Sargent Kieyoomia was among those who survived the infamous Bataan Death March as well as survived both as a prisoner of war during the entire war and being held in a Japanese prisoner camp in the city of Nagasaki, Japan when the United States dropped an atomic bomb on that city (the first atomic bomb used in war was dropped on Hiroshima on August 6, 1945 and the second on Nagasaki three days later on August 9, 1945).

Atomic Bomb Exploding Over Nagasaki August 9, 1945

Public Domain Image Courtesy of WikiPedia.org ( http://en.wikipedia.org/wiki/File:Nagasakibomb.jpg )
Public Domain Image Courtesy of WikiPedia.org ( http://en.wikipedia.org/wiki/File:Nagasakibomb.jpg )

As if this were not enough, Sargent Kieyoomia was twice tortured extensively during his captivity. When he was first captured, his captors thought he was a Japanese American and tortured him for being a traitor to his race. This ceased once he was able to convince them that he was a Navajo and not Japanese.

As the war progressed and the Japanese learned the U.S. Marines were using Navajos speaking Navajo to send battlefield messages, they tortured Sargent Kieyoomia again in an attempt to get him to break the code for them.

While he could translate Navajo for them, Sargent Kieyoomia was not able to break the code as he was not trained in cryptography. Thus, the code remained secure despite the Japanese having a Navajo prisoner of war.

Sargent Kieyoomia was freed at the end of the war and returned home to the United States where he lived until his death in 1997.

Navajo Not the Only Language Used for Battlefield Communication

While Navajo code talkers appear to have been used only by the U.S. Marine Corps in the Pacific Theater of War during World War II, members of other tribes were used sporadically by the U.S. Army in Europe and the Pacific to send messages in their languages.

The U.S. Army also used Basque speakers (a number of which had migrated from the Basque area of Spain and France to the United States and had retained their native or their parent's native language). Like the Native American languages, Basque is both a somewhat unique language as well as a little known among non-native speakers.

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Comments 13 comments

myawn profile image

myawn 4 years ago from Florida

Nice hub about the code. I saw the movie "Windtalkers" very good informative hub!!Thanks!


karent profile image

karent 6 years ago

I've met a few of the code talkers who are still alive (and have now passed away since the time we met). They are a very dignified group and often struggle with openly discussing their role during the war because it was originally classified. Many of the original group quickly volunteered to help with the war effort even though they still had no right to vote in the USA. A few even got in despite being underage. Because of their incredibly valuable role in the war effort, they were assigned someone who was supposed to kill them if they were in danger of being captured. That was a tough reality for them to deal with.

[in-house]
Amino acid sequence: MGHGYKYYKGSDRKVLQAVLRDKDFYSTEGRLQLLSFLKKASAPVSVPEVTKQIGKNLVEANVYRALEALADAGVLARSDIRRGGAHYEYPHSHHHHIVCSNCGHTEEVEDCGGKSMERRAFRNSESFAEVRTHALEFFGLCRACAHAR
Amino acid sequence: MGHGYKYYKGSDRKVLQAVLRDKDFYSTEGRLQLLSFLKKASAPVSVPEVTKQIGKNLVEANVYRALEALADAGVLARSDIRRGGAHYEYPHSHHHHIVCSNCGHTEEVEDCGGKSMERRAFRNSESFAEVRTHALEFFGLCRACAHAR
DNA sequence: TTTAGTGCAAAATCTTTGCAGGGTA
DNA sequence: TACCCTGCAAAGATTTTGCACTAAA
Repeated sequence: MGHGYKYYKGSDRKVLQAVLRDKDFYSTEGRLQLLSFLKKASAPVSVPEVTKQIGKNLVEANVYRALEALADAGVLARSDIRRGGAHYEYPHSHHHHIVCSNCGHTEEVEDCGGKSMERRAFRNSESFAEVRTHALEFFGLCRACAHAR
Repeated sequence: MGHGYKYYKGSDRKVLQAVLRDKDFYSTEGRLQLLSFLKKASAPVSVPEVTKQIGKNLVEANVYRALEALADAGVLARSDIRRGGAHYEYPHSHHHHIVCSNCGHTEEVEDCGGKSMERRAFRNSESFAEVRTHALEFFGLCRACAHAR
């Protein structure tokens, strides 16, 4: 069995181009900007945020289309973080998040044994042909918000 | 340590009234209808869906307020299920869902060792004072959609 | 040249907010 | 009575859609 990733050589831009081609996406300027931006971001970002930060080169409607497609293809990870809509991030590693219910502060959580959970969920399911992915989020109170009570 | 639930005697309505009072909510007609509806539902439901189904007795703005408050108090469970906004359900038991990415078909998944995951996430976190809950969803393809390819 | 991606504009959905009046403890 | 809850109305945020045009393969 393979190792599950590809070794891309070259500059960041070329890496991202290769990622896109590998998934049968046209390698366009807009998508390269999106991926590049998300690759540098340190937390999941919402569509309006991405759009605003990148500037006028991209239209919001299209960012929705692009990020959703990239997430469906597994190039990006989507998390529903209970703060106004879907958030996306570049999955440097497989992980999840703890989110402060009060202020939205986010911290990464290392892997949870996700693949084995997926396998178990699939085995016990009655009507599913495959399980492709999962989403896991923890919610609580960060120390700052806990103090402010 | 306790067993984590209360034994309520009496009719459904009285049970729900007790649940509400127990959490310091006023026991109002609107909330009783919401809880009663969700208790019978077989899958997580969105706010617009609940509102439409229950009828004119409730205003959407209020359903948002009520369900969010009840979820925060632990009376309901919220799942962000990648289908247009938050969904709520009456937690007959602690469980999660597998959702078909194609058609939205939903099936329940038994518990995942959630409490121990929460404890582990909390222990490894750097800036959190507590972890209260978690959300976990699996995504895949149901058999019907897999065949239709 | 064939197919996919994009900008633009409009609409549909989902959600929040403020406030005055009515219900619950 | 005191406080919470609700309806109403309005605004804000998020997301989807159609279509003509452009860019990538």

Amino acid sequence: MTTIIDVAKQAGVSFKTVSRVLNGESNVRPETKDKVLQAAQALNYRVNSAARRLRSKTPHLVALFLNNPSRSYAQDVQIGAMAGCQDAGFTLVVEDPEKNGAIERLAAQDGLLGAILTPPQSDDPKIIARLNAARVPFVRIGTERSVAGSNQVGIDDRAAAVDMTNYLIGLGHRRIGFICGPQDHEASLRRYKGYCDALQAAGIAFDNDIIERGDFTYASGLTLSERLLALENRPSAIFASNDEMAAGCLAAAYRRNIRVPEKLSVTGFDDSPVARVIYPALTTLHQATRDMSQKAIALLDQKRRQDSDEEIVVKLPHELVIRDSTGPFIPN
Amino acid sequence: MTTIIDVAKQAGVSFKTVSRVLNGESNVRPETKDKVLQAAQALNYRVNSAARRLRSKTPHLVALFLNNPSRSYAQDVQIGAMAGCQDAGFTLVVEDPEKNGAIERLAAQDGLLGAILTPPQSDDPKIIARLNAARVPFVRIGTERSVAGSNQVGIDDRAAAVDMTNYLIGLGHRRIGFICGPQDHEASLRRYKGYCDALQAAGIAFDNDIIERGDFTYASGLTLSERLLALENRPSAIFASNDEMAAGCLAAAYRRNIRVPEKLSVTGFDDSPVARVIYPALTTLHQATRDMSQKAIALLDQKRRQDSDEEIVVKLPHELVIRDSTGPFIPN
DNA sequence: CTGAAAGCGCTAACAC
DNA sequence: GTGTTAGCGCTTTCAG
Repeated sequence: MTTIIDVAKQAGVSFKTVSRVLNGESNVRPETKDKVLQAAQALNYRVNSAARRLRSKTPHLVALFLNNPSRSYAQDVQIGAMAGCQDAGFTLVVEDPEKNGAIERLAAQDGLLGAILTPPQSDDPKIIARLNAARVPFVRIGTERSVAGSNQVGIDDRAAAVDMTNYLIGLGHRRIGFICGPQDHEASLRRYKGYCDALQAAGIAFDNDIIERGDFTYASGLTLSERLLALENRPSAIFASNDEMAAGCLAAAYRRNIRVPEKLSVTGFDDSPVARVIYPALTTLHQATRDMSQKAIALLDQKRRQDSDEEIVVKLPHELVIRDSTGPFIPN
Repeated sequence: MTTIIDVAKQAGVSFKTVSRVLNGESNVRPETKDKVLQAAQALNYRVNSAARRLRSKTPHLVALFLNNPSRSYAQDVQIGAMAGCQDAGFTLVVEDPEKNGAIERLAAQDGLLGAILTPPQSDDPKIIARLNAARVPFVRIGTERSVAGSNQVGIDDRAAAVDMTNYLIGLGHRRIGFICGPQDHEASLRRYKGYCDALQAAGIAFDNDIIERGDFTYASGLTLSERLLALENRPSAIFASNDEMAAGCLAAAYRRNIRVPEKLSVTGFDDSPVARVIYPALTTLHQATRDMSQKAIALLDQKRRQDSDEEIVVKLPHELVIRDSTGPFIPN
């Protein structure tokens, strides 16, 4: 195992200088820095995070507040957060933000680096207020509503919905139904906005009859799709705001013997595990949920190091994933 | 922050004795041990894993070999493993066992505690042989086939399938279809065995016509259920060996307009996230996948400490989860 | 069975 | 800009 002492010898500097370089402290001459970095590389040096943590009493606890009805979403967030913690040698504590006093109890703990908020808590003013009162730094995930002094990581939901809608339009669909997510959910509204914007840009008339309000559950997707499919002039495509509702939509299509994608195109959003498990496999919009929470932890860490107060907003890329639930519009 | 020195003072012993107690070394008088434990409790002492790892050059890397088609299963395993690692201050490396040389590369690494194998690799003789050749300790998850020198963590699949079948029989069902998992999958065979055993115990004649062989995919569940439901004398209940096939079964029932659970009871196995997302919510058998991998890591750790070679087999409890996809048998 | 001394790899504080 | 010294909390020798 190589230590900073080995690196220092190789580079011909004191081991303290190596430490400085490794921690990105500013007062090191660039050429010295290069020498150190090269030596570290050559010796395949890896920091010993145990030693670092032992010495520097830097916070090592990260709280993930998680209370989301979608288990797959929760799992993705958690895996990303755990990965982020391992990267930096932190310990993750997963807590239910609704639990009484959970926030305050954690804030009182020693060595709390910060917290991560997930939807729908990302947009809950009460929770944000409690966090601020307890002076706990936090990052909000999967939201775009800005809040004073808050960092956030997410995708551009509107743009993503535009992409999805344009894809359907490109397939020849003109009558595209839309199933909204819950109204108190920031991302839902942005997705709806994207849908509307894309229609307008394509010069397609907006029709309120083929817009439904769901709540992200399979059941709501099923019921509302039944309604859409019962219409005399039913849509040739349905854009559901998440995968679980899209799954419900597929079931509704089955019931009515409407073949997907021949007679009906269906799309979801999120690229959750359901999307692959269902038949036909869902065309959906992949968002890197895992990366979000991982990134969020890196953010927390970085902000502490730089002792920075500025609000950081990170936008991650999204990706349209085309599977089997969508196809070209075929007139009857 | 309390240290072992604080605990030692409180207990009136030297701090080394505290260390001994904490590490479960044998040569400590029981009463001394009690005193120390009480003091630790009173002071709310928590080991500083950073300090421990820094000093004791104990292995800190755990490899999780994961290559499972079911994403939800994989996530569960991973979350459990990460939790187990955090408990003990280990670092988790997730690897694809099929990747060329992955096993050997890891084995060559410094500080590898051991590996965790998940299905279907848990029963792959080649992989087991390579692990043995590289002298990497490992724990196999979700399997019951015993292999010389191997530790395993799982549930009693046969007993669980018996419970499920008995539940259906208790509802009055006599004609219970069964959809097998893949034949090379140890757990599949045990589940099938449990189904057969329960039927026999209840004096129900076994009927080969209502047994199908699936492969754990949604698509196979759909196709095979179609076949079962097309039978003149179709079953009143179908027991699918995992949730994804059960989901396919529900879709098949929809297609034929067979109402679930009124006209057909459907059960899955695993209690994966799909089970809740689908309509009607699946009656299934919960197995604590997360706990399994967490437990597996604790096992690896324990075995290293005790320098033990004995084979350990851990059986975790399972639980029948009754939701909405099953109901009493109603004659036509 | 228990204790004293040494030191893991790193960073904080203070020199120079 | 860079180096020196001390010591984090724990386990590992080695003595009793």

justom profile image

justom 6 years ago from 41042

Nice hub, I've learned a lot about them in the last several years and have much appreciation. Check out my hub for some great vectored art of a few of the code talkers that my son Justin has done and there are also some of the patches they wore and a plane. I know you'll like 'em. Peace!!


Michael Shane profile image

Michael Shane 6 years ago from Gadsden, Alabama

Yep! These guys played a very beneficial role during this war...Great Hub!


hafeezrm profile image

hafeezrm 6 years ago from Pakistan

Nice hub, enjoyed it.


calpol25 profile image

calpol25 6 years ago from Edinburgh, Scotland, UK (At Home With My Wonderful Partner)

This is a brilliant hub!!


Paradise7 profile image

Paradise7 6 years ago from Upstate New York

Terrific hub, thank you!


suziecat7 profile image

suziecat7 6 years ago from Asheville, NC

My kind of Hub - thanks.


Darlene Sabella profile image

Darlene Sabella 6 years ago from Hello, my name is Toast and Jam, I live in the forest with my dog named Sam ...

This is so amazing and a smart way to use the Navajo language. I love this hub, and your are an excellent writer and a good friend. Thumps up


bobmnu profile image

bobmnu 6 years ago from Cumberland

Interesting. In his book Day of Infamy Newt Gingrich uses a man who speaks one of the Slavic languages to communicate with one of the Task Forces at Sea. Interesting using a little know language to communicate in Battle.


AARON99 6 years ago

Wonderful hub on Navajo Code. I have read about it earlier, but your detailed explanations are just mervellous. It is an interesting topic, you have choosen. Really a great work. Keep writing. Enjoy.


entertianmentplus profile image

entertianmentplus 6 years ago from United States

Very good read.Thanks


Kendall H. profile image

Kendall H. 6 years ago from Northern CA

This was a wonderfully detailed hub and a delight to read! It's wonderful to hear the lesser known stories about the men and women in WWII. Thanks!